Lighting it up: MPOWERD's Seungah Jeong

As the CEO of MPOWERD, Seungah Jeong is showing how making money and making an impact can go hand in hand.
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Seungah Jeong outside MPOWERD's headquarters in September 2019

Seungah Jeong outside MPOWERD's headquarters in September 2019

One of Seungah Jeong’s most indelible childhood memories occurred when her family returned to their native village in South Korea to visit relatives. She was six years old, and recalls watching the light of a kerosene lamp and feeling frightened. “My community still didn’t have a toilet by then,” she says. “We didn’t even have what would be called a latrine. It was a hole in the ground … a scary hole. It was pitch black, and I was always terrified of slipping and falling in.”

Almost four decades later, as the CEO of MPOWERD, Jeong’s memory of the poorly lit village inspired her to improve the company’s solar-powered lights for use in one of its worldwide humanitarian projects. At her urging, MPOWERD began brainstorming with an organization called iDE to develop a solar light that could easily be installed within household and community latrines in Bangladesh. When the team started talking about the project, they focused on where to install the lights—but only in the context of the best place to capture solar energy. It was Jeong’s idea to incorporate a spot inside the latrine where users could hook up the Luci lantern to focus light at their feet, primarily because “I remembered how scary the latrine was for me,” she says.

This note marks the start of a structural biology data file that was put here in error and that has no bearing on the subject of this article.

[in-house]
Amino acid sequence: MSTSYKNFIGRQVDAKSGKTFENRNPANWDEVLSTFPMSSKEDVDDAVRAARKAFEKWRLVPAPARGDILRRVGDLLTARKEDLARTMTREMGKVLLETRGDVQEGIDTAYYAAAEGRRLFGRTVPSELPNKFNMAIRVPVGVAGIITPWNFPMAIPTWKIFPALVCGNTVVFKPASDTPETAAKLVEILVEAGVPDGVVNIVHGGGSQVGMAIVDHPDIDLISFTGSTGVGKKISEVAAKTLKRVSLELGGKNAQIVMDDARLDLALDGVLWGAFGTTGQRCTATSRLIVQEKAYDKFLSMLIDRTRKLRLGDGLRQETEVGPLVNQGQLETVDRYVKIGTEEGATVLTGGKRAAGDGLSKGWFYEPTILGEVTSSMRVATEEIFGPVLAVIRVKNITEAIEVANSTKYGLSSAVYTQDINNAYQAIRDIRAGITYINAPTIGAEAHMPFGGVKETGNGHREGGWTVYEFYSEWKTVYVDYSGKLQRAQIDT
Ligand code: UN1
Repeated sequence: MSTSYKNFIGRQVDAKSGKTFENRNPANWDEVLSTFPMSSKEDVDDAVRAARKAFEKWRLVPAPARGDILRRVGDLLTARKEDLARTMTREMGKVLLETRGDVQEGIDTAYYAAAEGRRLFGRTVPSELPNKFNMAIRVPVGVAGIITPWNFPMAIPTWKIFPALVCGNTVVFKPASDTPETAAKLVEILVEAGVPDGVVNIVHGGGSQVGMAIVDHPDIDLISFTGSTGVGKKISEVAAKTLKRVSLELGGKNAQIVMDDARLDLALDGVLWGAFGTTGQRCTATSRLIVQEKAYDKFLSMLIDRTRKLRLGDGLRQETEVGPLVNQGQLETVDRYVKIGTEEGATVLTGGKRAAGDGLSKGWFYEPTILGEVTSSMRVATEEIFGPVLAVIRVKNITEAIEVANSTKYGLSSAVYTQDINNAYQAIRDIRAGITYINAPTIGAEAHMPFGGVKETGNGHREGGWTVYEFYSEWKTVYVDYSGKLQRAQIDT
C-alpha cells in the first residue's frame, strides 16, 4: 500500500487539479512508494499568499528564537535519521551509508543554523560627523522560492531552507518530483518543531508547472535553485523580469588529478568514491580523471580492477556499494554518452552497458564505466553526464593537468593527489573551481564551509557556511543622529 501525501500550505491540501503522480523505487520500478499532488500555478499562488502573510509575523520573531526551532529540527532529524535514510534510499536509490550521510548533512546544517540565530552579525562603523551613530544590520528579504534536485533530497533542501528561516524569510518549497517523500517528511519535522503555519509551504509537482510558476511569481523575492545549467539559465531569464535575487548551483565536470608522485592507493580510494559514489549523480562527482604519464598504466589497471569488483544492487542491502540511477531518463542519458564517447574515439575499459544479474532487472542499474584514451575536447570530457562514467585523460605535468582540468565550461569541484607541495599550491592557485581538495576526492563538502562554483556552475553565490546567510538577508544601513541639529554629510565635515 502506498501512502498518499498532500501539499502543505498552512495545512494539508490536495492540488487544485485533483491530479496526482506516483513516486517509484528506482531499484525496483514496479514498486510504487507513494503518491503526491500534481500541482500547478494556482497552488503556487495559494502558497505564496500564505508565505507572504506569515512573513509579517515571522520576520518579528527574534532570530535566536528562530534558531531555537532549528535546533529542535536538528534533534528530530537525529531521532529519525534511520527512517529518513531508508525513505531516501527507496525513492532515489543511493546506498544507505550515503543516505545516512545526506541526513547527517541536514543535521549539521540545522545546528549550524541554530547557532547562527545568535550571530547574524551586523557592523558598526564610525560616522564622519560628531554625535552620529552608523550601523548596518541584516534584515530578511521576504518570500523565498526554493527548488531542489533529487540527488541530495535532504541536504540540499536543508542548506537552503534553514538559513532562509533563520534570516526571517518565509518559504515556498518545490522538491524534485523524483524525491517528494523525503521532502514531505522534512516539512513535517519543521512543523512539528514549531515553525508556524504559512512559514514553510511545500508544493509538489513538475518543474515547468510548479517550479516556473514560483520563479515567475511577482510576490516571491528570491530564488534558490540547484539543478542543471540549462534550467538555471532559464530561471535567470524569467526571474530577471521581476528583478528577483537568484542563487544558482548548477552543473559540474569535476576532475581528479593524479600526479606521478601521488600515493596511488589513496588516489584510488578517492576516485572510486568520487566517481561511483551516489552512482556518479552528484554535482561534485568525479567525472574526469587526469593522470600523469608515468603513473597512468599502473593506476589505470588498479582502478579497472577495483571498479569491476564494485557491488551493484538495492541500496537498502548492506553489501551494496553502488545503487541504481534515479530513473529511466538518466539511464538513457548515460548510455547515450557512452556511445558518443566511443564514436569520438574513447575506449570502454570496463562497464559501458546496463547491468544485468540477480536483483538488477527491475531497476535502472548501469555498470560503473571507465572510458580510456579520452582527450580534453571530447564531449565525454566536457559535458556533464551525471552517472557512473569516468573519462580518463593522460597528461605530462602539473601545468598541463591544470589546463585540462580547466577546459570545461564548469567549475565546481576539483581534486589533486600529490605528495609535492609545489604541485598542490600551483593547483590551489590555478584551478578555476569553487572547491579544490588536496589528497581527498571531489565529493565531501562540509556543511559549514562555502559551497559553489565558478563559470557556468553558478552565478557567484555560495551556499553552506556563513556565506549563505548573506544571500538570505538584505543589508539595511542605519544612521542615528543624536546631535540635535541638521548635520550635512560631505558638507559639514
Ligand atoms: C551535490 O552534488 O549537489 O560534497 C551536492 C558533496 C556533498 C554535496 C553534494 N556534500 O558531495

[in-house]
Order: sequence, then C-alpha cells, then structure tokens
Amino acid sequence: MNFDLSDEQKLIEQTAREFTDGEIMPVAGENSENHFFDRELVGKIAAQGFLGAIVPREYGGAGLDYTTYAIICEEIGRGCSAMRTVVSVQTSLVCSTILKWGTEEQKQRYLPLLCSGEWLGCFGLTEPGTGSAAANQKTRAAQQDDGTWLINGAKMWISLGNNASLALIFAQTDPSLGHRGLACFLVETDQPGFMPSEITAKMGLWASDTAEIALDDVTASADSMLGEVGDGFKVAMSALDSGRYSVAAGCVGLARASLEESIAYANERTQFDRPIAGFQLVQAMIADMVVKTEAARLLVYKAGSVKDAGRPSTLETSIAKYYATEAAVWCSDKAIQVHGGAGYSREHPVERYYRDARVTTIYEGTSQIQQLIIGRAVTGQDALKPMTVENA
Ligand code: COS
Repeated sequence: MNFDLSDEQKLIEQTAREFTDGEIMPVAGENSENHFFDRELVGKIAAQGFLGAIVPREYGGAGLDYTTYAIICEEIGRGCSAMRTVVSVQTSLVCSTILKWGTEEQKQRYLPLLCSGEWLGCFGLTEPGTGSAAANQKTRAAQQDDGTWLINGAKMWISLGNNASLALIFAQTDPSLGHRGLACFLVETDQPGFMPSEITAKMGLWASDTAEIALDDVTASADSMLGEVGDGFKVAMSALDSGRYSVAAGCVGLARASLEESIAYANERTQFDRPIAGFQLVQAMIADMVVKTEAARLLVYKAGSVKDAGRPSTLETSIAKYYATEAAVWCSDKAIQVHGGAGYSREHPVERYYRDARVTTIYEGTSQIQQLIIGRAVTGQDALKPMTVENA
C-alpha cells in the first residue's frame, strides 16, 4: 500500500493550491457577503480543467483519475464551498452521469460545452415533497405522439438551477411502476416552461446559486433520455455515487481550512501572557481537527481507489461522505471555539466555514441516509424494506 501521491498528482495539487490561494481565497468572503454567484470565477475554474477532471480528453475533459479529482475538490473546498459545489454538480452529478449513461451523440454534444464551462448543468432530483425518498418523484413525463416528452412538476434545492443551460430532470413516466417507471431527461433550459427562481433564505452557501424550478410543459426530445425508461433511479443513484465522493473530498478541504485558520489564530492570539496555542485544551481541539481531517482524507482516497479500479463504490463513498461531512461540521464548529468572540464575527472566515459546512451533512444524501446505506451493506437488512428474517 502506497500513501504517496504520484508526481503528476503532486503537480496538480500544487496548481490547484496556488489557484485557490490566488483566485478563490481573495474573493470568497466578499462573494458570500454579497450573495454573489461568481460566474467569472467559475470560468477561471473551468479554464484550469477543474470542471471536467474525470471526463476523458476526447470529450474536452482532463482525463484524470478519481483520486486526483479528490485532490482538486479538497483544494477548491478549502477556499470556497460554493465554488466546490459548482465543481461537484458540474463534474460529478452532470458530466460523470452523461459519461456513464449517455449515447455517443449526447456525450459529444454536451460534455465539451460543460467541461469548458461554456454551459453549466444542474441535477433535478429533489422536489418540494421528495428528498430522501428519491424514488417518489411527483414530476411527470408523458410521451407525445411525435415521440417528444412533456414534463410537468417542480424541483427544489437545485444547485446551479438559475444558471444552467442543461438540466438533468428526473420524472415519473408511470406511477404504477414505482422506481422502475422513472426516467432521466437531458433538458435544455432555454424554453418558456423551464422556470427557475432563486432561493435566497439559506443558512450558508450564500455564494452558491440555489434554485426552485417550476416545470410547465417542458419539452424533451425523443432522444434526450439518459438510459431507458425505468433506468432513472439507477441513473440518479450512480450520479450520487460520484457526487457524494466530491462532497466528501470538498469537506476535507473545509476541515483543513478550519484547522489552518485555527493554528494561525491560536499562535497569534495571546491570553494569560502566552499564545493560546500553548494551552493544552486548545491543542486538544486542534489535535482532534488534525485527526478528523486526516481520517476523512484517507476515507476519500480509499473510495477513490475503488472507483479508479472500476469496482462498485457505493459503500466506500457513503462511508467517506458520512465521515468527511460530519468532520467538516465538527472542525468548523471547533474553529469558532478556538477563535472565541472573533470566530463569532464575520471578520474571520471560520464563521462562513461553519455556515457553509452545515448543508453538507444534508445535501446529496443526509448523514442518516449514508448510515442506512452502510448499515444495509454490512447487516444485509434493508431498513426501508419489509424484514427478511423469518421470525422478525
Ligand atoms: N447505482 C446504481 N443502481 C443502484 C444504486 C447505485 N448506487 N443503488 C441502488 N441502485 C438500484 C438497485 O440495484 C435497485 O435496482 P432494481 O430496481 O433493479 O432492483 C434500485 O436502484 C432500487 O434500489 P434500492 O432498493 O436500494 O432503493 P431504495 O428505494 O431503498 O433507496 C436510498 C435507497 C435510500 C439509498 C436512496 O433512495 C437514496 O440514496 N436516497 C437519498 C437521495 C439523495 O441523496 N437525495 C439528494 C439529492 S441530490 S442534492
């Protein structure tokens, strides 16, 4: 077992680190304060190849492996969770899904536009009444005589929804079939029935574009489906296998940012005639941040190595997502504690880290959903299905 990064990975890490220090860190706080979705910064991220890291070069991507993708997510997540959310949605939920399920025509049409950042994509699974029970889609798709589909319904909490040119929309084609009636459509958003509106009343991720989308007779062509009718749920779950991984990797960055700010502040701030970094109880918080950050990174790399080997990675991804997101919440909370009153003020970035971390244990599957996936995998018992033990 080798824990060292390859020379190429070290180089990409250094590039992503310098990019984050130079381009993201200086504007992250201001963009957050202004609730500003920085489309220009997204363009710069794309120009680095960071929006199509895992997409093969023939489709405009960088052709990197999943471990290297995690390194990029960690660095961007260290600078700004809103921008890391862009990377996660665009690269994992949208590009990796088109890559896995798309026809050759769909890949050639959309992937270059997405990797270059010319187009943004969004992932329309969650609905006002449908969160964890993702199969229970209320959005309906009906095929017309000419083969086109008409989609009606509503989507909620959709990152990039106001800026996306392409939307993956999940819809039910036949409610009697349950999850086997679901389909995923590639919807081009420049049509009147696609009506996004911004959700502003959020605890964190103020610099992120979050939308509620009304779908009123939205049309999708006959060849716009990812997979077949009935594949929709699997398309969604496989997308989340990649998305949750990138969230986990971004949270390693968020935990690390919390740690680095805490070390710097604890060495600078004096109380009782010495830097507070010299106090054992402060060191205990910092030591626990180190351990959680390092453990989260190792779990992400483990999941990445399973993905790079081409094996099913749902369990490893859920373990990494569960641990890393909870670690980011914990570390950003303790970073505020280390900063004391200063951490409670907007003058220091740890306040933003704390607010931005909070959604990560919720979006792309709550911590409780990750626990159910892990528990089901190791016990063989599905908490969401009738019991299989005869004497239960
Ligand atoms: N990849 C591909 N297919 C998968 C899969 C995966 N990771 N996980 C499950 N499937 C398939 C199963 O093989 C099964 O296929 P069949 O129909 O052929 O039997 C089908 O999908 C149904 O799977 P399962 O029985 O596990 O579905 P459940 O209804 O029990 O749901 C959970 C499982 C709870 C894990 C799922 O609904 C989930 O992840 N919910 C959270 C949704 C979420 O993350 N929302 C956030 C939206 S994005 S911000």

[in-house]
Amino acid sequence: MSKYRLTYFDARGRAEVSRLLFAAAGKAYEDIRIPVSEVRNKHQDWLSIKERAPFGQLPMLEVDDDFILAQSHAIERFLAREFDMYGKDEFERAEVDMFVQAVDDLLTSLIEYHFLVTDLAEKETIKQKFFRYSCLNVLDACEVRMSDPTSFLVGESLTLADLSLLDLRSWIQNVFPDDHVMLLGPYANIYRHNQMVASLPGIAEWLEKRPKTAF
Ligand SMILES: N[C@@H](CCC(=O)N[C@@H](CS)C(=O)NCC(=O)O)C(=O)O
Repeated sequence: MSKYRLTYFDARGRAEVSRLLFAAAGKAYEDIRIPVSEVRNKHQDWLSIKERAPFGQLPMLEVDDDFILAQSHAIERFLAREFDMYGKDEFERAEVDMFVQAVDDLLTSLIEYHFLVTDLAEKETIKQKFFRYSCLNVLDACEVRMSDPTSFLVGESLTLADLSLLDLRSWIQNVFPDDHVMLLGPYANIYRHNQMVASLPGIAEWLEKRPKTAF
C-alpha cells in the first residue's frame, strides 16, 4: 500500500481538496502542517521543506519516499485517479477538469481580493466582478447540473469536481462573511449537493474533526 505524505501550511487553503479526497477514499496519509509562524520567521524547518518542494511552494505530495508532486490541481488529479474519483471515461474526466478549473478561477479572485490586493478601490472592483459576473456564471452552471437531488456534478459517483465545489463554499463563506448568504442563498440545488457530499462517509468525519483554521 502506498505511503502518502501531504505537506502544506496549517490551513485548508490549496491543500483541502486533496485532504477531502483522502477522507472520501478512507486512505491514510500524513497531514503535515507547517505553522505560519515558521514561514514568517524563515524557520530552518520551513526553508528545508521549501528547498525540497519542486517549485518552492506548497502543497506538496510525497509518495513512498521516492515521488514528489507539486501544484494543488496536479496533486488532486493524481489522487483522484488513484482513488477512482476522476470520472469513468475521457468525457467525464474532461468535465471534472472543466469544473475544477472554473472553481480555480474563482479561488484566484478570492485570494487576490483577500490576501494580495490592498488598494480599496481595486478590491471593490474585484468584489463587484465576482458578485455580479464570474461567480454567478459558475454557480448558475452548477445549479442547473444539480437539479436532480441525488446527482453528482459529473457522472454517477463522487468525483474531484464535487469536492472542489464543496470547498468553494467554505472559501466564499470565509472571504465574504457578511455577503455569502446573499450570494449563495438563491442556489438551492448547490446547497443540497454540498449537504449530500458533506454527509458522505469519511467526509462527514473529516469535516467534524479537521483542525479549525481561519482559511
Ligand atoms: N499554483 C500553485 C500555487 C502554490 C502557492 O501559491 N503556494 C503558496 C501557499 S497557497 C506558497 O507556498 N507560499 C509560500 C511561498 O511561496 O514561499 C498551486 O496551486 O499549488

It’s one example of how Jeong’s unusual path from a rural village in South Korea to CEO of a Certified B Corporation makes her a unique—and effective—leader. Since joining the company in 2016, Jeong has overseen a radical period of growth on two key fronts: consumer sales of MPOWERD’s collapsible, solar-powered lights for recreational use, and distribution of its lights for humanitarian and disaster-relief scenarios.